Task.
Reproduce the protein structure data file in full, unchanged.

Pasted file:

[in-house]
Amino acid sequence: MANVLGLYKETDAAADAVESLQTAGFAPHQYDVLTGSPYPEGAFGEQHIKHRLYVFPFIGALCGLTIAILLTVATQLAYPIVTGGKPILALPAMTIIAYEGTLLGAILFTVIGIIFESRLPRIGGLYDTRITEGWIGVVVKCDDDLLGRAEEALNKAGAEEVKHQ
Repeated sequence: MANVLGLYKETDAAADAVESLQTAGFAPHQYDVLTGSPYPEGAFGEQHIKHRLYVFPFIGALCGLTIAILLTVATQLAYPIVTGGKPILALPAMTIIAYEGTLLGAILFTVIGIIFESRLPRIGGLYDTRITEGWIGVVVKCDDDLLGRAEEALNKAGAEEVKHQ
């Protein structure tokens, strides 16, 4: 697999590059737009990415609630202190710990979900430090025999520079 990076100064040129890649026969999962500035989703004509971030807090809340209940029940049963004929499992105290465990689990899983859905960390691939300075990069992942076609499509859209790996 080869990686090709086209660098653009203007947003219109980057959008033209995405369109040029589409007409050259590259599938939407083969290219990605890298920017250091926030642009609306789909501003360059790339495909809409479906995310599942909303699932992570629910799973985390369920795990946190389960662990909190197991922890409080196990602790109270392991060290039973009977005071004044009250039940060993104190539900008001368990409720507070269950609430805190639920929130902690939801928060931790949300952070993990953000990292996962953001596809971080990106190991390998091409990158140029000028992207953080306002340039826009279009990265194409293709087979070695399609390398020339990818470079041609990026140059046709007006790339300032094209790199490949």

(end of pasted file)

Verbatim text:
[in-house]
Amino acid sequence: MANVLGLYKETDAAADAVESLQTAGFAPHQYDVLTGSPYPEGAFGEQHIKHRLYVFPFIGALCGLTIAILLTVATQLAYPIVTGGKPILALPAMTIIAYEGTLLGAILFTVIGIIFESRLPRIGGLYDTRITEGWIGVVVKCDDDLLGRAEEALNKAGAEEVKHQ
Repeated sequence: MANVLGLYKETDAAADAVESLQTAGFAPHQYDVLTGSPYPEGAFGEQHIKHRLYVFPFIGALCGLTIAILLTVATQLAYPIVTGGKPILALPAMTIIAYEGTLLGAILFTVIGIIFESRLPRIGGLYDTRITEGWIGVVVKCDDDLLGRAEEALNKAGAEEVKHQ
């Protein structure tokens, strides 16, 4: 697999590059737009990415609630202190710990979900430090025999520079 990076100064040129890649026969999962500035989703004509971030807090809340209940029940049963004929499992105290465990689990899983859905960390691939300075990069992942076609499509859209790996 080869990686090709086209660098653009203007947003219109980057959008033209995405369109040029589409007409050259590259599938939407083969290219990605890298920017250091926030642009609306789909501003360059790339495909809409479906995310599942909303699932992570629910799973985390369920795990946190389960662990909190197991922890409080196990602790109270392991060290039973009977005071004044009250039940060993104190539900008001368990409720507070269950609430805190639920929130902690939801928060931790949300952070993990953000990292996962953001596809971080990106190991390998091409990158140029000028992207953080306002340039826009279009990265194409293709087979070695399609390398020339990818470079041609990026140059046709007006790339300032094209790199490949």